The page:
It’s a global health fad with millions of fans in Europe and the United States, and yet in Greece, many people have never heard of “Greek yoghurt”.
Equally surprising in an age when billions are spent on marketing, the term is basically a quirk of fate.
“What is known abroad as ‘Greek yoghurt’ is called ‘straggisto’ (strained yoghurt) in Greece,” explained Prokopis Ploumbis, a cheesemaker in the rural outskirts of Athens.
“The secret lies in the milk.”
Creamy, rich in protein and low in fat, strained yoghurt made from cow’s milk is increasingly prized by health-conscious consumers, and it has benefited from the growing popularity of the Mediterranean diet in the Western world.
And yet, in terms of marketing, neither the Greek state nor any Greek company had sought to stamp a patent on the product, unlike feta cheese which is now a protected EU term.
No court would have accorded protection for “Greek yoghurt” when the term is not even used in Greece.
It therefore lay open for the taking.
Sensing an opportunity, Turkish entrepreneur Hamdi Ulukaya was able to make a killing on the American market with his yoghurt company, named Chobani, which comes from the Turkish word for shepherd.
It is also similar to the Greek word for shepherd, and Chobani packages prominently call it ‘Greek yoghurt’ in the US.
Meanwhile, the Greek company that first broke open the US and European markets decades ago, Fage, features ‘Greek strained yoghurt’ in smaller type on its packages.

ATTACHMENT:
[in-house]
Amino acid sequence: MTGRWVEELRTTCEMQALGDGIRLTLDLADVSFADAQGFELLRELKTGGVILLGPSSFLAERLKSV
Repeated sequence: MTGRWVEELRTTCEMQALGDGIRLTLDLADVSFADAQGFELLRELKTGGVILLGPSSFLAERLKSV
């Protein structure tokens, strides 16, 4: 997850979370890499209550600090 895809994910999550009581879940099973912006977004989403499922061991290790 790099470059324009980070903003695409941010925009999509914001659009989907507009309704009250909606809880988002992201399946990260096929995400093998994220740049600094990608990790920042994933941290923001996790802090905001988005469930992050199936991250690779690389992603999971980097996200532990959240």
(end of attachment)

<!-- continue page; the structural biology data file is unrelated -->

In just seven years, Chobani’s ‘Greek yoghurt’ has become the best-selling yoghurt brand in America, and strained yoghurt now accounts for 35 per cent of the US yoghurt market, from only four per cent in 2008.
“Because it was introduced in this country by a Greek company, they called it ‘Greek yoghurt.’ It doesn’t matter whether it’s Greek yoghurt or Turkish yoghurt, as long as it’s a good yoghurt,” Ulukaya told Fortune magazine in 2011.
Fage fought back.
“Fage is the one that made known to the world the creamy texture of Greek yoghurt, its protein concentration, its rich taste,” said the company’s commercial director Alexis Alexopoulos.
However the 88-year-old Athens-based family company, which exports dairy products to 40 countries, eventually had to concede defeat in the US.
But it moved to protect its 95-per cent share in the British market.
In British courts, Fage based its argument on the fact that unlike Chobani, its yoghurt is actually made in Greece, and won the case on appeal in January.
Chobani now markets its yoghurt as ‘strained’ in Britain, and ‘Greek’ in the US.
Fage sells its product in Britain as “authentic Greek yoghurt”.
Strained yoghurt is also popular in Greece, where it also serves as a key ingredient for staple dishes like tzatziki dip.
But for traditionalists, there is also a significant yearning for non-strained and more fatty yoghurt made from sheep’s milk.
Yoghurt made from sheep’s milk has 6.5 per cent natural fat, compared to around 2.0 per cent in cow’s milk.
All over the country there are hundreds of traditional yoghurt-makers catering to the countryside or island markets.
Many of these products are consumed locally and never reach the big supermarket chains in Athens.
“Greek ewes graze in the mountains and receive no additives in their food,” said Ploumbis, the cheesemaker in Vilia, some 60km west of Athens.
“The best milk comes in the spring. The animals eat hundreds of different plants, it’s an unimaginable richness,” he added, pointing to the valley around the sheep pens, covered in shrubs and almond trees in bloom.